Ile-des-Moulins, Terrebonne, Quebec | Milk Stains & Notebooks | Motherhood. Marriage. Furious Scribbling. |
Journal Entries, Spilled Ink & Prose

Nine Years

Nine years.

I mark the day every year, just like I mark your birthday every year. The first few years I visited your grave with a bottle of whiskey, but we are far from where you are buried, your grandchildren are still very young, and, well, your memory is not confined to your ashes. I light a candle, look through what litte photographs I have, and put on some Willie Nelson & Johnny Cash.

There were times, years, milestones that were hard to get through. When I met my husband, you weren’t there to see the light in my eyes, and the love in my heart. You weren’t there to take him out for a “nice friendly beer”. You weren’t there to hold your Grandchildren when they were born. When I walked down the aisle, I carried your Granddaughter on my hip because no-one could ever be your equal, and stand in your stead. I couldn’t tell you that my son’s middle name was yours. There are small things too, that seem to come up out of nowhere, to remind me of how terribly I miss you. It has taken me a long time to grieve, to learn to live with the pain, but the pain has lessened, with time.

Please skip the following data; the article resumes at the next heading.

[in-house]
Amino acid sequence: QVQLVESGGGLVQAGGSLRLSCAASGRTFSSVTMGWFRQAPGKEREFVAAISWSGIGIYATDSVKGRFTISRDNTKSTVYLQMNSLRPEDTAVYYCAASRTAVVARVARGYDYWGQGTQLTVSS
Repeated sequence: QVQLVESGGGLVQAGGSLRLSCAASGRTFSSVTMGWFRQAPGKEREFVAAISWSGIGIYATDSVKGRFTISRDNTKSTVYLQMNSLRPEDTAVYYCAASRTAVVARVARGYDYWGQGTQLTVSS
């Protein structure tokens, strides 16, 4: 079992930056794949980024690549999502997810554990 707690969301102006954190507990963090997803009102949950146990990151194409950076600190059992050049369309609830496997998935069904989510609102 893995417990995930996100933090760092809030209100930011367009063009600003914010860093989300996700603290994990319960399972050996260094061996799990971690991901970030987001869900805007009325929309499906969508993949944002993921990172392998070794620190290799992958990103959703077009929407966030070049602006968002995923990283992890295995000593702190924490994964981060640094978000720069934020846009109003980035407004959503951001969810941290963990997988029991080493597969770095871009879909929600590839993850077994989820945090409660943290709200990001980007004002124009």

Time marches on.

I’ve started to slowly realize that I don’t remember what your voice sounds like. I remember it being deep. Warm. Booming. But the sounds of your words and the melodies of your phrases are starting to escape me. I look at your pictures often, because, though I remember the creases around your steel-blue eyes, I’m starting to forget your face. But that is the way of things, and memory is a wholly faulty device anyway.


I talk about you. A lot. Even nine years on, I still talk about you all the time. Frankly, sometimes I think those around me are sick of hearing about you. I won’t stop though. I can’t. Remembering you, talking about you, reaffirms that you existed. You were there. You were my daddy. I share the memories I have of you, trying to keep them alive just a little while longer. Maybe there will come a day where the day will come and go and I will forget, but I will stave that day off for as long as I can.

As long as you are remembered, you are never truly gone.


I miss you Daddy.



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